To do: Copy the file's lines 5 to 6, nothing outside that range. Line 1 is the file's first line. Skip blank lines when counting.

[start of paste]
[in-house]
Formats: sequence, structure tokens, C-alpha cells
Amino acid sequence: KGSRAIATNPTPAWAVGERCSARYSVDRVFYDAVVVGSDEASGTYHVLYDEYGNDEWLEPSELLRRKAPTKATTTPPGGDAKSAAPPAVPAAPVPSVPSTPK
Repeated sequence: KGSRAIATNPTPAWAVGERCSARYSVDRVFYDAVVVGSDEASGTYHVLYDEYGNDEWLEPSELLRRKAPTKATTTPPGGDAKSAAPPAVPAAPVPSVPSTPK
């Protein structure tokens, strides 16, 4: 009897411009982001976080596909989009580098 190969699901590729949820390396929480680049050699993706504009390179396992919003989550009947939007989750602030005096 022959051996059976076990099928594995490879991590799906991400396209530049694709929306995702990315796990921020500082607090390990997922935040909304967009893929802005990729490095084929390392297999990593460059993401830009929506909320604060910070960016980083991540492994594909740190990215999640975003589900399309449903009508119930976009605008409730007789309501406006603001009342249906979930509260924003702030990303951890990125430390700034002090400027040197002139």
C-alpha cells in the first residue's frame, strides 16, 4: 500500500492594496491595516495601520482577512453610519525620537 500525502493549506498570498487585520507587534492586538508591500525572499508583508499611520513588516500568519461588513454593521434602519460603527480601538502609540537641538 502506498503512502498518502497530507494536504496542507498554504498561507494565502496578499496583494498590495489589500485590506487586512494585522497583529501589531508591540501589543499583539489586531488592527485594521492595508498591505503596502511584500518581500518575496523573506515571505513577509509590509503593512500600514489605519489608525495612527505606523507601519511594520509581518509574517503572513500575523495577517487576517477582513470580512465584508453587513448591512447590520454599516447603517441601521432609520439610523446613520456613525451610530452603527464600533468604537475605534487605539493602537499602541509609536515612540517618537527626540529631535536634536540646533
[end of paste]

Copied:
């Protein structure tokens, strides 16, 4: 009897411009982001976080596909989009580098 190969699901590729949820390396929480680049050699993706504009390179396992919003989550009947939007989750602030005096 022959051996059976076990099928594995490879991590799906991400396209530049694709929306995702990315796990921020500082607090390990997922935040909304967009893929802005990729490095084929390392297999990593460059993401830009929506909320604060910070960016980083991540492994594909740190990215999640975003589900399309449903009508119930976009605008409730007789309501406006603001009342249906979930509260924003702030990303951890990125430390700034002090400027040197002139």
C-alpha cells in the first residue's frame, strides 16, 4: 500500500492594496491595516495601520482577512453610519525620537 500525502493549506498570498487585520507587534492586538508591500525572499508583508499611520513588516500568519461588513454593521434602519460603527480601538502609540537641538 502506498503512502498518502497530507494536504496542507498554504498561507494565502496578499496583494498590495489589500485590506487586512494585522497583529501589531508591540501589543499583539489586531488592527485594521492595508498591505503596502511584500518581500518575496523573506515571505513577509509590509503593512500600514489605519489608525495612527505606523507601519511594520509581518509574517503572513500575523495577517487576517477582513470580512465584508453587513448591512447590520454599516447603517441601521432609520439610523446613520456613525451610530452603527464600533468604537475605534487605539493602537499602541509609536515612540517618537527626540529631535536634536540646533